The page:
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Old April 23, 2009, 01:04 PM   #1
emtmark
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herbert schmidt help, in .357

Just bought a Single action HS Model 121 S, chambered for .357 magn, or magnum in the more modern. Got it pretty cheap from a friend only to find that the loading gate appears to be broken. A small splined shaft protrudes from the frame side and the loading gate has a matching hole which allows it to pivot to the right (holding gun in firing postion). That hole in the gate is cracked and the matching splines to the frame mounted shaft are stripped. . ive googled a bunch this morning and have gotten nowhere. Bobs gun store or some such place sent an email back simply stated cant help. First pistol for me and i'm hesitant to start tearing down a pistol. Does the gate rotate on the splined shaft? Or does the gate rotate the splined shaft its self moving linkage or bits inside the pistol frame? Whats the repair for this? could I spot weld and grind the gate to the shaft if i can't find a replacement gate? Please help a newbie. emtmark Mark W. EMTP "I know what this man needs, bring me the bourbon!"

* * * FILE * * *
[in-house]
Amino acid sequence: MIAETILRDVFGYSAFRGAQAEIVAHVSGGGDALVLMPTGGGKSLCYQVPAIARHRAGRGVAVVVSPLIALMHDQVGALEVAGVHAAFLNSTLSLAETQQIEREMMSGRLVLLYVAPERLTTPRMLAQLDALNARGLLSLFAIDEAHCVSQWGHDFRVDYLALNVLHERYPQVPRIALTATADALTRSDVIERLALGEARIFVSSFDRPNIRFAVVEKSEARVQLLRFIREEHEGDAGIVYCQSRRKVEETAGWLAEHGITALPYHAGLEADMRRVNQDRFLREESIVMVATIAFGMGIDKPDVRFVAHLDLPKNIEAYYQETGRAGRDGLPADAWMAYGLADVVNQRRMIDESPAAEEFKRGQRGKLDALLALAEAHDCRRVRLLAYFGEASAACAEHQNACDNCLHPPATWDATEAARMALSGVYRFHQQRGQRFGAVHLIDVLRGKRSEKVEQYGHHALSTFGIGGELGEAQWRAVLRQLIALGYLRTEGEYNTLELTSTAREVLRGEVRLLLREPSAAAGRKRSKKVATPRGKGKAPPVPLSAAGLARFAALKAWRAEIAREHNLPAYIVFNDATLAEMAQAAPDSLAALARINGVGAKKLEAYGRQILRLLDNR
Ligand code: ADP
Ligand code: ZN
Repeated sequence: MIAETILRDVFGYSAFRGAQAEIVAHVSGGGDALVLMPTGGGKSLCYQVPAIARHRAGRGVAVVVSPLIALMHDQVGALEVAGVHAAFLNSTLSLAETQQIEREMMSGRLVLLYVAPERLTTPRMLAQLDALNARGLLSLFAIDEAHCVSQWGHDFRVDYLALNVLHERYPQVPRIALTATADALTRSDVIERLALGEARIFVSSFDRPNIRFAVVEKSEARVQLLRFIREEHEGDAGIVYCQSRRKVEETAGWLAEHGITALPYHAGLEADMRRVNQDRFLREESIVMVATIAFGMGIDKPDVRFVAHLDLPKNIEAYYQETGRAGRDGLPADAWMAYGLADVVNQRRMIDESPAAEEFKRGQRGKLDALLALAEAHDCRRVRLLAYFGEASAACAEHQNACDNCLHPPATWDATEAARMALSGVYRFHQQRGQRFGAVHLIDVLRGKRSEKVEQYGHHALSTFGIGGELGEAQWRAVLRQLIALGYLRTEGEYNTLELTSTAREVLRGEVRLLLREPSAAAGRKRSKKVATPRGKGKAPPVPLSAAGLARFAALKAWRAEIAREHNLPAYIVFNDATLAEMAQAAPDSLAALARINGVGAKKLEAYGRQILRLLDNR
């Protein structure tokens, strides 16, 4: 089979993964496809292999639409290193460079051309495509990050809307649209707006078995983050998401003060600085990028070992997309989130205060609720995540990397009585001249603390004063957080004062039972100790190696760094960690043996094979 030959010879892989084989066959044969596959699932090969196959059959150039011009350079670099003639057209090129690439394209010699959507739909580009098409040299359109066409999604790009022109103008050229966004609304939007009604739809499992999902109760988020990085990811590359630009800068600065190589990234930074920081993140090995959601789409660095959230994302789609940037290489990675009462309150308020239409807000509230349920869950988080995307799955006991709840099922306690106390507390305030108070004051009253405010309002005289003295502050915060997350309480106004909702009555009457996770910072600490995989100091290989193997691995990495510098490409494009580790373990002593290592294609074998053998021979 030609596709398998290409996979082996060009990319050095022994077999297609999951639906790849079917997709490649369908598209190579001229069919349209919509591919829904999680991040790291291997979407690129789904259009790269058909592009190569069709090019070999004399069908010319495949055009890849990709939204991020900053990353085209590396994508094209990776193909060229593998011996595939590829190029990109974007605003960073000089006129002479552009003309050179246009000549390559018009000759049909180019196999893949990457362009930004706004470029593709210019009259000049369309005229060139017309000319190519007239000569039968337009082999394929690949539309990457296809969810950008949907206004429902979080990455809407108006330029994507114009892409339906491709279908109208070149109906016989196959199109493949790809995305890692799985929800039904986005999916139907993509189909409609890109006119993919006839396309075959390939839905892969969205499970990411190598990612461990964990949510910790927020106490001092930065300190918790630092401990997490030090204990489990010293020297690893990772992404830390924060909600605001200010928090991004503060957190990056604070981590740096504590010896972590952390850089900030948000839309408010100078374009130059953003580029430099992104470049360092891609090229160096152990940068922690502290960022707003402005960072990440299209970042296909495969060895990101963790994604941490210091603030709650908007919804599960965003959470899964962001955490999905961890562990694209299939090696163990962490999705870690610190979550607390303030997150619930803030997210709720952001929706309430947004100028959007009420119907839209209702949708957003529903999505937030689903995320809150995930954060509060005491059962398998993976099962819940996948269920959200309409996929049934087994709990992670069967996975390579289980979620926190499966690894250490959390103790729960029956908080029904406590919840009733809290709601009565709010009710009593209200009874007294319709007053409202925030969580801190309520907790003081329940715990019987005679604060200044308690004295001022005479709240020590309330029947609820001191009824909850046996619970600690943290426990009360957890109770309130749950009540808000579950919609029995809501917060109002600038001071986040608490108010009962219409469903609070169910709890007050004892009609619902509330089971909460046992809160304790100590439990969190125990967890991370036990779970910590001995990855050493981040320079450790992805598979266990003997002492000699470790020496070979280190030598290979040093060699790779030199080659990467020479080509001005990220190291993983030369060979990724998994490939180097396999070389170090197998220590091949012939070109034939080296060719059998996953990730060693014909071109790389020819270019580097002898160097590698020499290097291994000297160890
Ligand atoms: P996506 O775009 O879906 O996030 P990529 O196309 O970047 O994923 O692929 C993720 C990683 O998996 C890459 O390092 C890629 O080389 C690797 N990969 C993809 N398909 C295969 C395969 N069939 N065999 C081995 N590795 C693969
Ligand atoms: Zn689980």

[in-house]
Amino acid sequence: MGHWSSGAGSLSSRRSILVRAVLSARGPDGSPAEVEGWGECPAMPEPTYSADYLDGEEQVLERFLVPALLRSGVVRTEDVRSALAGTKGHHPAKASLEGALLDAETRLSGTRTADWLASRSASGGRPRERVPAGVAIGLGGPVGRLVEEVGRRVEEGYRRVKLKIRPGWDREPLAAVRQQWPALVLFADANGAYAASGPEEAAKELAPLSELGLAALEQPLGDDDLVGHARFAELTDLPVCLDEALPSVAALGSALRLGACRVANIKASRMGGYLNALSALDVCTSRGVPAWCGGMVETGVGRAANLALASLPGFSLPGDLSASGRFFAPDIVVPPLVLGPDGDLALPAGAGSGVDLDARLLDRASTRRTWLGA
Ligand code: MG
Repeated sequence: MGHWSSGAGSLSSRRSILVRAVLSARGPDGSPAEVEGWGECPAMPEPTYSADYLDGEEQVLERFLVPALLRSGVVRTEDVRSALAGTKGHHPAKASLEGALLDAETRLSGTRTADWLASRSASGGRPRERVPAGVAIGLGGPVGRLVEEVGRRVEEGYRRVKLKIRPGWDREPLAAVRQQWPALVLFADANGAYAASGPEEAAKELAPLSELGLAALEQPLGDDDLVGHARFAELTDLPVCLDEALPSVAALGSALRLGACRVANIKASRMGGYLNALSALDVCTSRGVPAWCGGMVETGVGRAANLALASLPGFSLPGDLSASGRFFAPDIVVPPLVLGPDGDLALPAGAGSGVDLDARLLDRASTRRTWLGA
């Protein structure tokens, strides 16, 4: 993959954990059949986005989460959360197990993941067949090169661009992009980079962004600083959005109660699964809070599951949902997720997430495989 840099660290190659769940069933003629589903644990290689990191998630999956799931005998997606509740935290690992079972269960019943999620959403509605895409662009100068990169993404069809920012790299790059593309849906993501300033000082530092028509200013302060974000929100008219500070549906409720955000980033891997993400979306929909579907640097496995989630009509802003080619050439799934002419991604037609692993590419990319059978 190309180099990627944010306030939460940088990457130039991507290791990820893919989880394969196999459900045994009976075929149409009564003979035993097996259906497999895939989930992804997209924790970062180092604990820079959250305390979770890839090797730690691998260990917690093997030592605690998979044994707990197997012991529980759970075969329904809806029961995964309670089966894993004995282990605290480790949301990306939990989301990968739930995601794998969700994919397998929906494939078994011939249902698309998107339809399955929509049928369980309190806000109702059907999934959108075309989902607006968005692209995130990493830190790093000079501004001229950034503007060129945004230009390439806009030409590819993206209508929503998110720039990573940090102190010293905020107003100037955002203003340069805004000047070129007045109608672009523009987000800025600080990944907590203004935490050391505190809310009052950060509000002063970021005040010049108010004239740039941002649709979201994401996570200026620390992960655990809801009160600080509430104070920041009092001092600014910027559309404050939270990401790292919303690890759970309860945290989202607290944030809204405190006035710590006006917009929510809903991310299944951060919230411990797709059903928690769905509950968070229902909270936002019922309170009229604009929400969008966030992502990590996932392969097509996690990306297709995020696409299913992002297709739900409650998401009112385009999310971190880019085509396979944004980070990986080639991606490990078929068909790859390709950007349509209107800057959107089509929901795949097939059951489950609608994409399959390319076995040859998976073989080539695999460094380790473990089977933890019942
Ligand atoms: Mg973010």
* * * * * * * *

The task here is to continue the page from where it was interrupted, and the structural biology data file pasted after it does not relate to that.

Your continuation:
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Old April 24, 2009, 09:19 AM   #2
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update

ive spoken with the few smiths that are in my area and they say that the loading gate was friction fit to the splined shaft and that proper operation would have the loading gate turn the splined shaft left or right and a ball detent would hold it open or closed. Does anybody have a line on a replacement gate? perhaps i could even drill and pin it in place? spot weld and grind? Im really lost right about now anything would help thanks mark